Celgene (CELG) is a high price-to-earnings (PE) stock; I usually don't buy such stocks. But I bought some CELG in June 2007. PEs are guidelines; usually rapidly growing companies have higher PEs than slower growing ones. In my judgement Celgene's future was so bright that I was willing to pay the PE price at the time to add it to my biotechnology portfolio.
Then Celgene announced the Pharmion acquisition [See Celgene (CELG) and Pharmion (PHRM)November 24, 2007]. That took the price down, but I held onto my stock, even though I have been burned (at least short-term) by a merger and an acquisition of late (AMD/ATI and Marvell's purchase of Intel's cell phone processor division). I also bailed out of Microsoft when it announced the Yahoo takeover plan.
Celgene's analyst conference for Q4 2007 restored my optimism about this stock. I don't think the stock price is cheap right now, and I'd like to see numbers a full quarter after the Pharmion merger is completed, but here are some reasons for optimism. [For a longer report see my summary of the January 31, 2008 Celgene analyst conference.]
Q4 revenues of $414.6 million were up 18% sequentially and up 51% from year-earlier. Earnings are growing far faster than revenues because we are in the sweet spot where development costs are behind us and revenues are soaring and operating costs are relatively flat.
The wonder drug behind this is Revlimid, with sales up 100% from year earlier. At $247 million for the quarter, it accounts for nearly 60% of Celgene's revenues.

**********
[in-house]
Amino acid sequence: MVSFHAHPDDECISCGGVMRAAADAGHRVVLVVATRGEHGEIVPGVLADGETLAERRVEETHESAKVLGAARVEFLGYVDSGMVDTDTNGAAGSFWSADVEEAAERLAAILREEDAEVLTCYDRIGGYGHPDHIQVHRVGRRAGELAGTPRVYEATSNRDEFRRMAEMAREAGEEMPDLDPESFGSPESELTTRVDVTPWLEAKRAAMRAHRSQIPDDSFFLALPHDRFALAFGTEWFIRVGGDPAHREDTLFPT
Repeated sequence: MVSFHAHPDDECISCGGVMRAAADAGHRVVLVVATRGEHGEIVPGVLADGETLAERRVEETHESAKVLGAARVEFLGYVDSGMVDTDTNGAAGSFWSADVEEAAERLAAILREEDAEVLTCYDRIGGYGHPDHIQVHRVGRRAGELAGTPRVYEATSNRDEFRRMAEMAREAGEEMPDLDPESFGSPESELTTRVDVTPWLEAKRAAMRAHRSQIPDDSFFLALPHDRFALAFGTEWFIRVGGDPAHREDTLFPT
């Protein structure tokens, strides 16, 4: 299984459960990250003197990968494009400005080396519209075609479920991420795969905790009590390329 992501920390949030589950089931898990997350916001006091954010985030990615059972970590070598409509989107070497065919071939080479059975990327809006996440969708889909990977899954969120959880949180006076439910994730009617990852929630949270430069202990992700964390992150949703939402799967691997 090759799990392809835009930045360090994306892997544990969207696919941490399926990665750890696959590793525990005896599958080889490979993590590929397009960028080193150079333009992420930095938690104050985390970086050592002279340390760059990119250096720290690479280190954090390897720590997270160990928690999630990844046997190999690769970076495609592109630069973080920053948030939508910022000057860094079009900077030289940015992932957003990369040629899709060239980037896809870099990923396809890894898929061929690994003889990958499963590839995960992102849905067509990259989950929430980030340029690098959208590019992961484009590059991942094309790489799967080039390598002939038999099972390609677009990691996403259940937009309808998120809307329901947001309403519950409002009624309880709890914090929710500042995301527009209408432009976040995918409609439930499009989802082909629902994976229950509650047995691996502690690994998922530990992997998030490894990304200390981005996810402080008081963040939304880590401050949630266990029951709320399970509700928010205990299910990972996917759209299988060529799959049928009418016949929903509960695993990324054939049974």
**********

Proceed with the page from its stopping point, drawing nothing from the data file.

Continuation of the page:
This rapid upward sales trend is likely to continue for at least the next 3 years. In the short run the main reason is international expansion. Revlimid was first approved in the U.S. It is now approved in Europe, where it is being introduced nation by nation. Eventually it should be prescribed on a global basis. That's the short run, for those rare investors who believe 2 years is a short run. In the long run Revlimid is highly likely to be approved for treating patients with conditions other than multiple myeloma and MDS, its approved uses in the U.S. There are numerous clinical trials underway to get further approvals, with some very encouraging results.
For the truly long run Celgene has a pipeline of drug candidates with some promising early results.
Acquiring Pharmion has a hefty cost but it is notable that it already has substantial revenues ($67 million for Q3 2007) and an international sales team that will be able to help with Celgene's marketing efforts. Celgene management thinks this is a great combination; I hope they are right.
I consider Celgene a moderately risky biotech stock in my portfolio because I don't like to project upward lines too far out into the future. But if it stays on it upward trend line for earnings, it is going to be a very good earner for me going forward.
See also my main Celgene page